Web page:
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Good news for airmen dealing with child custody issues

On Behalf of | Aug 26, 2020 | Child Custody & Visitation

Military service members, no matter which branch they belong to, sometimes get the short end of the stick when it comes to certain family law issues. Existing child custody arrangements, for example, are not always taken into account when parents are given new duty assignments. This, of course, can cause significant issues that may ultimately harm their parent-child relationship.

Thankfully, at least one branch of the military, the U.S. Air Force, is changing its tune on child custody which could benefit many families in the state of Washington.

Service members can now make requests

According to a recently published article, the Air Force will now take into account a family’s child custody situation before changing the service member’s work assignments. This means that airmen will have the ability to request certain duty stations to be closer to their children or ask for deferments so they do not have to move away from their families.

The two main eligibility requirements a service member has to meet to apply for a specific duty assignment are:

  • The service member has to be either the adoptive or biological parent of the child
  • There has to be an existing child custody order already in place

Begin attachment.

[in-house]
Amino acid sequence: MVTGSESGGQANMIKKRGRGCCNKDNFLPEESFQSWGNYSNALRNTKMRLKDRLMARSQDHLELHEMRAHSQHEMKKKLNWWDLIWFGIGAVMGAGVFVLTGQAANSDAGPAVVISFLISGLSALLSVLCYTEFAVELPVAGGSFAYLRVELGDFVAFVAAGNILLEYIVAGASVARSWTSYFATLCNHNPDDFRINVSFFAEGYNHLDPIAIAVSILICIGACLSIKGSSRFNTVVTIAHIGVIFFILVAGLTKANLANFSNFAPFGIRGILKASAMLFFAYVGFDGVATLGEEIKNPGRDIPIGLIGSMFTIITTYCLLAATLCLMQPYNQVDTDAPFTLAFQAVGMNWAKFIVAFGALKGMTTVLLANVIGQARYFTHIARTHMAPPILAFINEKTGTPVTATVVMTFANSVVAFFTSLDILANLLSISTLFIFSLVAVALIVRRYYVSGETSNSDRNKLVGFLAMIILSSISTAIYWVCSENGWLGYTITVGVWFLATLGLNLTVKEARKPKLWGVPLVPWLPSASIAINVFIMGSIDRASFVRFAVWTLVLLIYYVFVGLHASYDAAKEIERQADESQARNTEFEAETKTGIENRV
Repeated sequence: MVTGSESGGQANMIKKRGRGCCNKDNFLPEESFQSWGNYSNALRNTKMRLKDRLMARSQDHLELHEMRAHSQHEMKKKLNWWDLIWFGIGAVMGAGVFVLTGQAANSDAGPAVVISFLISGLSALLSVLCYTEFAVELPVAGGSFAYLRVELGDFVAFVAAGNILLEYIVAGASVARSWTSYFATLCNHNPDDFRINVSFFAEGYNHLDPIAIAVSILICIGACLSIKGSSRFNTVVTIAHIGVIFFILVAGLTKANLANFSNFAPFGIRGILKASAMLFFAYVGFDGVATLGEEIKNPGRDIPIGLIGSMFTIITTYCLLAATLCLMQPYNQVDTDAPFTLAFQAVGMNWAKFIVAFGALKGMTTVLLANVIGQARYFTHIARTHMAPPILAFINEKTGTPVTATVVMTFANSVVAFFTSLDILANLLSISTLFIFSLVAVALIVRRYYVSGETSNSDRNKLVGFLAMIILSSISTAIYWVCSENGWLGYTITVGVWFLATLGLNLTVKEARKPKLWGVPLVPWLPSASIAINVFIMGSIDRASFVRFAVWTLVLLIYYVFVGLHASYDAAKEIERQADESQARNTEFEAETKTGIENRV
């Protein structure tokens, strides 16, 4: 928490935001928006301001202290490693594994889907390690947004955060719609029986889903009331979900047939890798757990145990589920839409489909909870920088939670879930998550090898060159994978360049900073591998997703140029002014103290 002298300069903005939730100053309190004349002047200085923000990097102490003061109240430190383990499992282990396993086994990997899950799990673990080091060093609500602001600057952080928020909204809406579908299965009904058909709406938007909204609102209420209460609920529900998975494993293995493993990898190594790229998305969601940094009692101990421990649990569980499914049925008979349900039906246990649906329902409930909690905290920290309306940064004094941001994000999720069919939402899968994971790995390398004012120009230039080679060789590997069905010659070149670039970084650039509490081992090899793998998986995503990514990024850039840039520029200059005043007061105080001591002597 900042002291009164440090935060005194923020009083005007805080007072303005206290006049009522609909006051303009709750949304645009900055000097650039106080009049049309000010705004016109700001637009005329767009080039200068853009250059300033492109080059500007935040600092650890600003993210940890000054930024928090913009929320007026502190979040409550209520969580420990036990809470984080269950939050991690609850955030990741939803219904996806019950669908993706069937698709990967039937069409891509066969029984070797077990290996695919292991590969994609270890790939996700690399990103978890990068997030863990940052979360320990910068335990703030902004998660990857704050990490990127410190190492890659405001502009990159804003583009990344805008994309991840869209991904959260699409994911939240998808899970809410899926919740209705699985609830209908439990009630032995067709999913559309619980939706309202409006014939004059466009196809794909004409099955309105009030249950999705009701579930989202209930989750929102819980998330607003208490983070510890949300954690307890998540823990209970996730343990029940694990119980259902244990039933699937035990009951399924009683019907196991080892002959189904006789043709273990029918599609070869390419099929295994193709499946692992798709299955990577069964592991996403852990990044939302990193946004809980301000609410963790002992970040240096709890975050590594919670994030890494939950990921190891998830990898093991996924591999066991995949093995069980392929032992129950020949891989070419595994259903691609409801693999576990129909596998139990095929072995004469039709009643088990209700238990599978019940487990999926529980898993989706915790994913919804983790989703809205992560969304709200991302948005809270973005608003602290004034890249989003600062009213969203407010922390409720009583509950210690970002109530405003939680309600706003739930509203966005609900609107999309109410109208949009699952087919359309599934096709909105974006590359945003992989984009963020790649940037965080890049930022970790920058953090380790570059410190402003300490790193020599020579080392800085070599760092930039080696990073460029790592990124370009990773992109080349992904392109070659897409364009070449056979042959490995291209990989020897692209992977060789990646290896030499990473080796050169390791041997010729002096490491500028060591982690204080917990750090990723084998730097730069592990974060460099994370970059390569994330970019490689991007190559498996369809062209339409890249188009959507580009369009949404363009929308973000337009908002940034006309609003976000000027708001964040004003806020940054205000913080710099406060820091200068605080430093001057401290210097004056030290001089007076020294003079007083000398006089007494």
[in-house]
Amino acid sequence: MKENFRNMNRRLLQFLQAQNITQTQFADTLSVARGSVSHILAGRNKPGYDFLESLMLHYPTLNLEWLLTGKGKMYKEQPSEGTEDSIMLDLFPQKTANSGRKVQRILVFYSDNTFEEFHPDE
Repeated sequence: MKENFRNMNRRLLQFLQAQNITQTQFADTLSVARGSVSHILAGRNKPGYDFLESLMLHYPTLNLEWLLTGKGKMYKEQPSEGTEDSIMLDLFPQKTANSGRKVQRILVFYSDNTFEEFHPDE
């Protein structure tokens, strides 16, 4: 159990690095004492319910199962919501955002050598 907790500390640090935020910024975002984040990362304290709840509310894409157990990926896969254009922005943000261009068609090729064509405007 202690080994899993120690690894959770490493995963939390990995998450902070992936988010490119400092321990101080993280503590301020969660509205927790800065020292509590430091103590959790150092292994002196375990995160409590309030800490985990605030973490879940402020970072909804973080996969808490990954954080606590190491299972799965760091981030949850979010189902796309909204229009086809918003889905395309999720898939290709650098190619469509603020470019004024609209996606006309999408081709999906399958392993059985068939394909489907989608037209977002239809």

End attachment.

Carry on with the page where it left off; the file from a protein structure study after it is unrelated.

Changes were long in the making

A spokesperson for the Air Force said this new policy was something that has been considered and worked on for a while. The Air Force recognizes that its service members sacrifice family time while serving their country and believe they deserve more flexibility. However, despite these changes, airmen are still expected to meet service needs, which means not all custody-related duty requests will receive approval, unfortunately.

While a service member’s job is not supposed to be counted against them when figuring out a custody arrangement, the sad reality of the situation is it does. Numerous airmen in Washington and elsewhere often end up with custody orders that seem unfair because of the possibility of them moving away from their children.

Knowing that more flexibility might be available in their duty assignments could help these service members, with the assistance of legal counsel, fight for child custody terms they believe will best benefit their families.


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